Work That Pays More than Money

While we sit with Gule in her single room home in the refugee camp here in Iraq, the electricity goes out. The government only provides a few hours of electricity a day. Those who can afford to pay more get electricity from the neighbourhood generator during the off hours.

Gule can’t afford that.

We sit and talk in the dark. Our eyes slowly adjust. We pay Gule for her work, and she signs a receipt by the light cast from the open door.

Payday takes on a fresh poignancy when the exchange happens in the dark.

Craftswomen at Work

Some of the women you’ve helped to start seamstress businesses last year are also skilled in knitting and crochet. We asked if they would be interested in making products for share with our community, and they responded with excitement! They’ve been working hard over the past few months to create some of the beautiful items for sale in our shop—in time for Christmas.

This Is What Enthusiasm Looks Like.

We sit down with these craftswomen ahead of time, drawing up contracts and agreeing on product design, specifications, and price. We deliver the yarn, and work out a delivery schedule, so the finished product will be delivered on time for us to ship to you, and so our refugee friends can fit in their work with their family and business responsibilities.

Many of the women are so eager to do work they genuinely enjoy—that can be a rare gift in a refugee camp—that they fill our orders within days instead of weeks. They love making things with their hands. They can’t stop themselves from making more.

We commissioned one seamstress to make fabric gift bags for one of the gift shop products (a super sweet gift item that we can’t wait to show you!). She was so excited to make the bags, it became a family venture. Her husband and daughter helped to measure and cut the fabric, and she sewed all through the night!

But the most rewarding part of the experience is payday—getting to share the fruits of their labor with our refugee friends.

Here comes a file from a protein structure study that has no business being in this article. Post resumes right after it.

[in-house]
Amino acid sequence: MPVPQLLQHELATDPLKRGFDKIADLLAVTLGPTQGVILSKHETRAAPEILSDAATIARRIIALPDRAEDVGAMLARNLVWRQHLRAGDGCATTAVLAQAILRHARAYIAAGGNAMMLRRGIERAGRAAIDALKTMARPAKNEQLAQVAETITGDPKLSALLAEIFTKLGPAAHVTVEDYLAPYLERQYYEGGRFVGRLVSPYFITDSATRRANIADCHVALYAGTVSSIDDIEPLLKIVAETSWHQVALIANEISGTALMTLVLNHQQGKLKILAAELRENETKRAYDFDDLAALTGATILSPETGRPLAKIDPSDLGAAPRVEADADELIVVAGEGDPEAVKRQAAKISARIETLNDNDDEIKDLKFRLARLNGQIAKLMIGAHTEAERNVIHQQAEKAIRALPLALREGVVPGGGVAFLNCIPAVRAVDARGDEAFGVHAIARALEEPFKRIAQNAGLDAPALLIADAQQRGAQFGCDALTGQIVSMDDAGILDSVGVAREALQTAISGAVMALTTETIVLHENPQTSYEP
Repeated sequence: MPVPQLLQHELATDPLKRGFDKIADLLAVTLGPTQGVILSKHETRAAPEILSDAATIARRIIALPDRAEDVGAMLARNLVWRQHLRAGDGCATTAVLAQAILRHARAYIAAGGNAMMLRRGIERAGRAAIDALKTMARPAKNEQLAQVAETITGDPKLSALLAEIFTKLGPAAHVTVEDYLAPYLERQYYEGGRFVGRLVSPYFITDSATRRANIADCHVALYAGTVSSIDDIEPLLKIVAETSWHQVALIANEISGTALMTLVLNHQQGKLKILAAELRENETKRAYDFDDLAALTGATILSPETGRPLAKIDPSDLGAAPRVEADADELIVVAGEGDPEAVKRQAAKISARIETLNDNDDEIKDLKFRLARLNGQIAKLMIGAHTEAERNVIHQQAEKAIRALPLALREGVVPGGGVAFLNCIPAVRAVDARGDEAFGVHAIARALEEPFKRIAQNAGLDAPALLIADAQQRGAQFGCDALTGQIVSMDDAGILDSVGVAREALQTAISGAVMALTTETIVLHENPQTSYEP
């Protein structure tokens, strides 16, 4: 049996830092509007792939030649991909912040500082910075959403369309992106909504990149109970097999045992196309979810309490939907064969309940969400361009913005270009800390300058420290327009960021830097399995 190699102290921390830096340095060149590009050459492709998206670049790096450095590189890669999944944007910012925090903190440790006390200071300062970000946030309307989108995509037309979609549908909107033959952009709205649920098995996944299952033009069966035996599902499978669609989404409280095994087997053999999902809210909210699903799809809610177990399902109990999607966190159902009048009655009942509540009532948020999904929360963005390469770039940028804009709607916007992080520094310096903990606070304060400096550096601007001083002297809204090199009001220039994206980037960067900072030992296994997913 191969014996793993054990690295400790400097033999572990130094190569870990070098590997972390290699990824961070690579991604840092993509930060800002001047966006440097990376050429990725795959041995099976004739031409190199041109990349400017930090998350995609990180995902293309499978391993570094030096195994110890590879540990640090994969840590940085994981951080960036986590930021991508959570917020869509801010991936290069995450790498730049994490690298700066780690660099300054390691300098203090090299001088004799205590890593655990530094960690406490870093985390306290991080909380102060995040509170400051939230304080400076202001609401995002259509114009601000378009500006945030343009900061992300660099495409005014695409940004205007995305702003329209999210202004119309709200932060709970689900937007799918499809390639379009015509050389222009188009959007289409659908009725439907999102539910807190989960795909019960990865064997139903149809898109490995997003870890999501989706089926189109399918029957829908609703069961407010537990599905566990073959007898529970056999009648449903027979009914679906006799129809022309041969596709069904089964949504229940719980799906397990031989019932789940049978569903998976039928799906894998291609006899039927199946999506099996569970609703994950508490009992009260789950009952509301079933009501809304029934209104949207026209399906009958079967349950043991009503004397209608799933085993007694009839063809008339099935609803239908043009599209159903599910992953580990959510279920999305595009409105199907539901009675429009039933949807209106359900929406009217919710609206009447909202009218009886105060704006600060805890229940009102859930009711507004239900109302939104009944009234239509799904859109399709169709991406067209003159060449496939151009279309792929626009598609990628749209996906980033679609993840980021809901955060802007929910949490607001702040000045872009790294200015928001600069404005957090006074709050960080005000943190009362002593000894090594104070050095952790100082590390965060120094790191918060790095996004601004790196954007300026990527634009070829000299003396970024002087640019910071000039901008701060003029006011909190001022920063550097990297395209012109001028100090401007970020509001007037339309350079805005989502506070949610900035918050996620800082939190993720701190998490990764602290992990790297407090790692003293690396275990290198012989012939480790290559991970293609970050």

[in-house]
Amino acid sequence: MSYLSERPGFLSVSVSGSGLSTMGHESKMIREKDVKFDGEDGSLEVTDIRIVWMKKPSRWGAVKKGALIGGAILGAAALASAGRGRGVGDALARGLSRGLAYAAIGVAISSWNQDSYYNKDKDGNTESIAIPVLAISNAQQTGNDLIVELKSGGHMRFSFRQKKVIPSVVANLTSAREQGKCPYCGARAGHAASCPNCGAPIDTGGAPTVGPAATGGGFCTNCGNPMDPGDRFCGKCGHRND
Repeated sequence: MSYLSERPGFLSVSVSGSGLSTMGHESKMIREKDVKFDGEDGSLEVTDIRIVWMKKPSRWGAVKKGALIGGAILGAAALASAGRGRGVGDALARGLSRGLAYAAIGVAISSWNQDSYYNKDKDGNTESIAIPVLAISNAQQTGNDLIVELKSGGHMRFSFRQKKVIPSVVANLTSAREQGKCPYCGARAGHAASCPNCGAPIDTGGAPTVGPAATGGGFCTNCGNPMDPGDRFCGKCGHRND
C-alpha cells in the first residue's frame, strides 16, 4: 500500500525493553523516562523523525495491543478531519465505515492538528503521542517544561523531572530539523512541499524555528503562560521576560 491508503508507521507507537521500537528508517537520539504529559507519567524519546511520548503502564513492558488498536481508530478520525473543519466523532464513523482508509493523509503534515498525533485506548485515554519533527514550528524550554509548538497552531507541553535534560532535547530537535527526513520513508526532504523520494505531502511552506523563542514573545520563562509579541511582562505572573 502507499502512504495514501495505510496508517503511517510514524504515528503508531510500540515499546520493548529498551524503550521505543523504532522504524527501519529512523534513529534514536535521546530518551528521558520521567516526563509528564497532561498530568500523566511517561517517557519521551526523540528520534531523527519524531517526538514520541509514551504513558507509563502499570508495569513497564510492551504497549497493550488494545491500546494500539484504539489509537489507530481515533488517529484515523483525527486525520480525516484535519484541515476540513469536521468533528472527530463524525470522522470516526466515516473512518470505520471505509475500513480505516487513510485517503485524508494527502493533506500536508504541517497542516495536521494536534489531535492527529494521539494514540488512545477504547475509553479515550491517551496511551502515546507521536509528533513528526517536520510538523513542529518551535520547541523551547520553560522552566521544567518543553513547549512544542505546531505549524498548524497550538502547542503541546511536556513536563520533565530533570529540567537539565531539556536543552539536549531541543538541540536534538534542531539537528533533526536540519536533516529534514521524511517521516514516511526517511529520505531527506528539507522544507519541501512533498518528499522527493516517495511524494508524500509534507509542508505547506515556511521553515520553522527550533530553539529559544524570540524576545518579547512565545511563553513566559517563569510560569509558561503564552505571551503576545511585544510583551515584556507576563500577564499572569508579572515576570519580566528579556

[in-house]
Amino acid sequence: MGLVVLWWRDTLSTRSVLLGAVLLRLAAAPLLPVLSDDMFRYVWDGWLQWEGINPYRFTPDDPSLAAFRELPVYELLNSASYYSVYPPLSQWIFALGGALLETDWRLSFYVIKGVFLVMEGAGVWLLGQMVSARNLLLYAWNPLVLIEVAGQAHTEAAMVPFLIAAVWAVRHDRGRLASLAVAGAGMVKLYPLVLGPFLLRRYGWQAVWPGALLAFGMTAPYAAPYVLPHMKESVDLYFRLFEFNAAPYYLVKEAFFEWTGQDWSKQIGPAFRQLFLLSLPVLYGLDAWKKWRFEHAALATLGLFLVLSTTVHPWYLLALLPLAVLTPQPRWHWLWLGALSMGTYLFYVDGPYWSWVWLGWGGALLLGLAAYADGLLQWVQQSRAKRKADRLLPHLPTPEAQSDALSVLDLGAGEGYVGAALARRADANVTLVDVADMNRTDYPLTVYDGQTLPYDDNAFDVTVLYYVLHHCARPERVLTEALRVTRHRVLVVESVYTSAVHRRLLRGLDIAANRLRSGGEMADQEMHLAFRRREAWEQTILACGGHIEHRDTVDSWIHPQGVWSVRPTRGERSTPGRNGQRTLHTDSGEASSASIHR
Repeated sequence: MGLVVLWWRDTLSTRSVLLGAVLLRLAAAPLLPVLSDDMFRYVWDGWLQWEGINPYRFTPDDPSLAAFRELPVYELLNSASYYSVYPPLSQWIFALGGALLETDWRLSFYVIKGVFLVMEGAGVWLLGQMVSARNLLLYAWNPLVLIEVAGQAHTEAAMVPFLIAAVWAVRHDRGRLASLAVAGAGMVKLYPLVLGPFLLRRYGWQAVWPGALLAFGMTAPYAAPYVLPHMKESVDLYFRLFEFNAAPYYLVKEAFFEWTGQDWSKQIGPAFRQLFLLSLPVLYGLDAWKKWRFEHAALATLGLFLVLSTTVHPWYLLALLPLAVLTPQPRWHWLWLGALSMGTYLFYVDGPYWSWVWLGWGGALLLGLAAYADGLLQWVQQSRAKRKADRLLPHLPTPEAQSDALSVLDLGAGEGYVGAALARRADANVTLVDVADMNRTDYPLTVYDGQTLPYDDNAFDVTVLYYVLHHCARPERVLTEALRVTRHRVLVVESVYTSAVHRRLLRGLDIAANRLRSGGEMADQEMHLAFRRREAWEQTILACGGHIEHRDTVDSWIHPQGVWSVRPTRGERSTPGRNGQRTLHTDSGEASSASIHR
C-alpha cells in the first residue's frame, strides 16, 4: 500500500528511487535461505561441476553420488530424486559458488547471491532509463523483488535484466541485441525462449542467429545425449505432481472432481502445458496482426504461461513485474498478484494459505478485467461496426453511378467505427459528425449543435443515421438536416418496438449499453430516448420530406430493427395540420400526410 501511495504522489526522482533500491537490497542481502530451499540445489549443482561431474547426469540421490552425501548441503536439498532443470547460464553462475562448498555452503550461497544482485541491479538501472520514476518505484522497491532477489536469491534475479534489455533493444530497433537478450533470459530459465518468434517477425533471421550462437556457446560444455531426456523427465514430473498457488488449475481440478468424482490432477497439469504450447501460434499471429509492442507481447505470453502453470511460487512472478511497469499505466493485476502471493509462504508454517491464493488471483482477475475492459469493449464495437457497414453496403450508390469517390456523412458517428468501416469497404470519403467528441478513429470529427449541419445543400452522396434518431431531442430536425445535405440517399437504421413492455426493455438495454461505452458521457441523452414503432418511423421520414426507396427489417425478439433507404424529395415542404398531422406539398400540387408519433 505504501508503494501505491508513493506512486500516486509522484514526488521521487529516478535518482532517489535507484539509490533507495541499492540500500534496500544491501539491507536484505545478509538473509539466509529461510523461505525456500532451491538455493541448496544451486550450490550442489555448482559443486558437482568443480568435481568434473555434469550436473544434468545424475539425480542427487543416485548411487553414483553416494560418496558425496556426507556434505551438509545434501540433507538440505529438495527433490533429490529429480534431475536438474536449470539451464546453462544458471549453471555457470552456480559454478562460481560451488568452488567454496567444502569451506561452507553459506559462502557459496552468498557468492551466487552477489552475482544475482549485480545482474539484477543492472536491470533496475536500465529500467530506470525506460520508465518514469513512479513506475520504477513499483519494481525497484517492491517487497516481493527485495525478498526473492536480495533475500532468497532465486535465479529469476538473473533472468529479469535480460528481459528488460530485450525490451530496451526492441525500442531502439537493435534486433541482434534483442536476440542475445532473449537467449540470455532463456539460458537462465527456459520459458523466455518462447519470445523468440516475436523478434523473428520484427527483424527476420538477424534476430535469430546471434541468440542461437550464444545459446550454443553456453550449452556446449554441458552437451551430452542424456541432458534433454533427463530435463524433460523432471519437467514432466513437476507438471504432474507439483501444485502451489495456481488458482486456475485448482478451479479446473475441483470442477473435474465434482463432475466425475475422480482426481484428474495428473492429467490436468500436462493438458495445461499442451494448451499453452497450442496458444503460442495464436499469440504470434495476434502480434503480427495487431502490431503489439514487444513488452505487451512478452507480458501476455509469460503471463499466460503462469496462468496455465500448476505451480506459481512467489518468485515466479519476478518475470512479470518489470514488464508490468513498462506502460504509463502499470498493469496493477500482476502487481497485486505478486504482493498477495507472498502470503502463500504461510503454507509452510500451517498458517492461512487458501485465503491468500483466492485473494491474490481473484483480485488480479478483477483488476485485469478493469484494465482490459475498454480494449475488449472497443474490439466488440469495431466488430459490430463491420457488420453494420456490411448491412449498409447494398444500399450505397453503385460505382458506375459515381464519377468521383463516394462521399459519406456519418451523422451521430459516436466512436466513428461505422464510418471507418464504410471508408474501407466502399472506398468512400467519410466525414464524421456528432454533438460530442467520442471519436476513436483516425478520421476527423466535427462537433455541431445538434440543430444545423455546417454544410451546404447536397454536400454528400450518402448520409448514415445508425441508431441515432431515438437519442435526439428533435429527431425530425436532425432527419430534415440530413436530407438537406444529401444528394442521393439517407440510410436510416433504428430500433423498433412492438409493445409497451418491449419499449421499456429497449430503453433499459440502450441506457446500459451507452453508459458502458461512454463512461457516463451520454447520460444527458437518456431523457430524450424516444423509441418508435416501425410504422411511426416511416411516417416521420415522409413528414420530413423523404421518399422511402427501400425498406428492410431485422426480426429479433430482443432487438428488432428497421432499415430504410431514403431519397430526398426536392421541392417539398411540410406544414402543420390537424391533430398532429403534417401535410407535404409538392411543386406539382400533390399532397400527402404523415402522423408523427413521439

Impact Beyond Pay

The direct financial impact of their work is probably obvious—debts get paid, groceries get purchased, electricity gets provided, a little savings gets tucked away for a new life beyond the confines of a refugee camp.

But the emotional impact of being paid for a skill you didn’t know others valued—that’s priceless. When we call the craftswomen to check on their progress, when we sit with them in their homes in the refugee camp, this is what we hear: “I can’t wait to wake up in the morning, to start work!”

When we coach another woman through the process of starting a business, sometimes it takes several visits to suss out her skills. Refugee women who didn’t work outside the home before being displaced often think they have no marketable skills. How wrong they are! But it often takes time and many conversations to get past their deep modesty and discover their gifts and skills. Calling out and celebrating these skills is a truly transformational experience.

“She’s a completely different person. She didn’t think she could do anything.” Their families are often the first to notice the change.

In the end, this is most powerful aspect of investing in small businesses in sustainable ways—life-giving change you make possible in some of the hardest places on earth.

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